bfi bbc film

Source: BBC Film / BFI

‘Make Up’, ‘Dirty God’, ‘Monsoon’

BBC Film and the BFI have united on a new series of UK films from the past three years which will screen on BBC Two on a weekly basis.

‘British Film Premiere: New Films From New Voices’ marks a change in broadcast strategy for films previously on theatrical release: of the seven films in the series, six had a theatrical premiere within the last two years. 

BBC Film (previously known as BBC Films) and the BFI negotiated with the films’ distributors to allow for a shorter window to the broadcast premiere. All seven titles were backed in development by the two organisations; the series was in the works prior to the Covid-19 pandemic. 

A new title will premiere each Saturday night on BBC Two, starting with Apostasy, the feature debut of Screen Star of Tomorrow 2015 Daniel Kokotajlo, this Saturday (October 24).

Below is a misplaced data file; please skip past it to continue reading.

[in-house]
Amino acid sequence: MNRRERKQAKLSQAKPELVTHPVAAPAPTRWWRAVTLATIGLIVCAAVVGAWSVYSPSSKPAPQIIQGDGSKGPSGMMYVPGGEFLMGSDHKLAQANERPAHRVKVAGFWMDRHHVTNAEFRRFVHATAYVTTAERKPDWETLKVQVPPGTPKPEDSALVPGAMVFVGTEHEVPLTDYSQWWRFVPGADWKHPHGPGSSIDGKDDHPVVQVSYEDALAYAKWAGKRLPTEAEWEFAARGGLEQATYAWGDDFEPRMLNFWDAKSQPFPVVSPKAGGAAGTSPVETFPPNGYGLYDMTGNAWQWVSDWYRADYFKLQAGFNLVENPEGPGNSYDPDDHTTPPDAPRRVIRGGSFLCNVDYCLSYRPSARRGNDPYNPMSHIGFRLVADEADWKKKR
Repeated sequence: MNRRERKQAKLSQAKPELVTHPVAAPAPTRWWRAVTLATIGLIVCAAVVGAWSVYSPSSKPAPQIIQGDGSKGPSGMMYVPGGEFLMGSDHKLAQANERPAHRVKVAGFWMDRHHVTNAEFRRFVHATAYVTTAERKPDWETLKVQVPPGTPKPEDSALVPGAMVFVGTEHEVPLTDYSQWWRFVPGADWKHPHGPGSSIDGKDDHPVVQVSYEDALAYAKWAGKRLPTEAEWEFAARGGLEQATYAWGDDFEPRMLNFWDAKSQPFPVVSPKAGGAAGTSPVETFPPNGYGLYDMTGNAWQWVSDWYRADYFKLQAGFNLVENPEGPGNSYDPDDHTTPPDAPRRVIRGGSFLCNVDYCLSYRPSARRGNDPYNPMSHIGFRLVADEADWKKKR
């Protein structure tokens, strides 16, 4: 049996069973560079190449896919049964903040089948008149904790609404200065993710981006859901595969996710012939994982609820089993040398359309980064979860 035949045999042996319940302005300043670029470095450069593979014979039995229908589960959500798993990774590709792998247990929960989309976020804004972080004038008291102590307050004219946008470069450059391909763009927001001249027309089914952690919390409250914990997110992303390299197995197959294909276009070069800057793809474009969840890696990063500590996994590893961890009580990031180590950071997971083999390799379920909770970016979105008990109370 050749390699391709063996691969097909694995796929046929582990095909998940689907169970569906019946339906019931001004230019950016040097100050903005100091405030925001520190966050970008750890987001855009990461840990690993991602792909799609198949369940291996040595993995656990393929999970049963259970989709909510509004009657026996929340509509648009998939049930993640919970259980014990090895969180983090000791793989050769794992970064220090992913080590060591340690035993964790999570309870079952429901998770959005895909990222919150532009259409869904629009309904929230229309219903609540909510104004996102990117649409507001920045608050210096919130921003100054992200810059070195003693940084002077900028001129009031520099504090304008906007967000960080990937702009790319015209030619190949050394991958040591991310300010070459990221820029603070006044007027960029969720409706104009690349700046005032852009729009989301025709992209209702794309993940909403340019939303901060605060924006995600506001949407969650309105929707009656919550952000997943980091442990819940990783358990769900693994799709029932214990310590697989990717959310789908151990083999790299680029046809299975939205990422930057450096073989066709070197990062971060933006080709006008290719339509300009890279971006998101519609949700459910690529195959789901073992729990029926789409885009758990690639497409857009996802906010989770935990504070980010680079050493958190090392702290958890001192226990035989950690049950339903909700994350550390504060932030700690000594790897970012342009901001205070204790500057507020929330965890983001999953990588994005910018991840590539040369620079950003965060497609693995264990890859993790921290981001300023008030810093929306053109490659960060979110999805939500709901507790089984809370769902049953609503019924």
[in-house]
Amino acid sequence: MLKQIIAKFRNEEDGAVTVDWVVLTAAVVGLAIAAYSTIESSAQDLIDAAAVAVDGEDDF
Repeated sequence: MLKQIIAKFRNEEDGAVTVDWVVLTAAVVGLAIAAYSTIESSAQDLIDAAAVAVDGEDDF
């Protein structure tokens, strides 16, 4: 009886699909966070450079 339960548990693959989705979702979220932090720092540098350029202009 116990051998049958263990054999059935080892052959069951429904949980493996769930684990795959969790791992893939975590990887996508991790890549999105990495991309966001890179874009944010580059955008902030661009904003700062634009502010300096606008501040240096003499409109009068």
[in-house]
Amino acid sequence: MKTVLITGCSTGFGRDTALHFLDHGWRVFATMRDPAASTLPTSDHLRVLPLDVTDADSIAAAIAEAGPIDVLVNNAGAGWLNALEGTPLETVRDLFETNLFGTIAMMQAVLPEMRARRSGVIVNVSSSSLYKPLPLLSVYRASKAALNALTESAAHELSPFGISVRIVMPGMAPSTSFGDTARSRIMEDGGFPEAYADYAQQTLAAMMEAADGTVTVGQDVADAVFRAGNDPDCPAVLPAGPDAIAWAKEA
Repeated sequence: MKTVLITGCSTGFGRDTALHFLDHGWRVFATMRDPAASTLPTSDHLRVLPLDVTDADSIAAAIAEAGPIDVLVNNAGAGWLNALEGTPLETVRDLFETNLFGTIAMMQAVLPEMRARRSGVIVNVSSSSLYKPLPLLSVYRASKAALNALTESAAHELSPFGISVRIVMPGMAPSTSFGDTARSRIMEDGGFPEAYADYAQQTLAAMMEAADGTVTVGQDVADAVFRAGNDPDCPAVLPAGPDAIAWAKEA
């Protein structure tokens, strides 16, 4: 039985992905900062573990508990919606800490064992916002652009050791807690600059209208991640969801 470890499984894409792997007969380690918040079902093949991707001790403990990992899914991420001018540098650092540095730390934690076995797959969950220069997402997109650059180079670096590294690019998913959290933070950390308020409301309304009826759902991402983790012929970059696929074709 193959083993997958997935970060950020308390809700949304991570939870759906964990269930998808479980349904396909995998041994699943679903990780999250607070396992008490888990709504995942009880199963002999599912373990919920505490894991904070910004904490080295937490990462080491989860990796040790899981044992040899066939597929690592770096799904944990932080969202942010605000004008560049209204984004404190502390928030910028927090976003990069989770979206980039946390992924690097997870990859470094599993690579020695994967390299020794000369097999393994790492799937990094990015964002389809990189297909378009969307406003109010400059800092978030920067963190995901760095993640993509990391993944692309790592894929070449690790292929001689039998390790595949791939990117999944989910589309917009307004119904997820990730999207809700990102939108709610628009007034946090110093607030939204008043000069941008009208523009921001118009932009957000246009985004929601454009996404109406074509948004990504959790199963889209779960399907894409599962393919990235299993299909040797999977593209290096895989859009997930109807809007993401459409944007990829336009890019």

The series will run weekly until mid-December. Following Apostasy, the next six titles will be shown in this order: Make UpPerfect 10Lynn + LucyMonsoonOne Man And His Shoes; and Dirty God.

Apostasy debuted at Toronto in 2017; Sacha Polak’s Dirty God at International Film Festival Rotterdam 2019; Hong Khaou’s Monsoon at Karlovy Vary 2019; Claire Oakley’s Make Up and Eva Riley’s Perfect 10 at BFI London Film Festival 2019; Fyzal Boulifa’s Lynn + Lucy at San Sebastian 2019; and Yemi Bamiro’s One Man And His Shoes at this month’s London Film Festival.

The films will be available on BBC iPlayer after their respective broadcasts, for periods varying between 30 days and one year. They will also be accessible in the free section of the BFI Player for 30 days (excepting Apostasy).

Oakley (2019), Riley (2016), Boulifa (2012) and Khaou (2013) were also previously named Screen Stars of Tomorrow.

Each film will receive a short introduction from a UK film critic, with Dirty God introduced by Screen contributing editor Nikki Baughan.

“BBC Two was where I first encountered so many great British films and those early experiences fuelled a life-long love of cinema,” said Rose Garnett, director of BBC Film. “Nothing compares to the big-screen experience, but at such a difficult collective moment to bring this new wave of British filmmakers to the channel is hugely exciting.”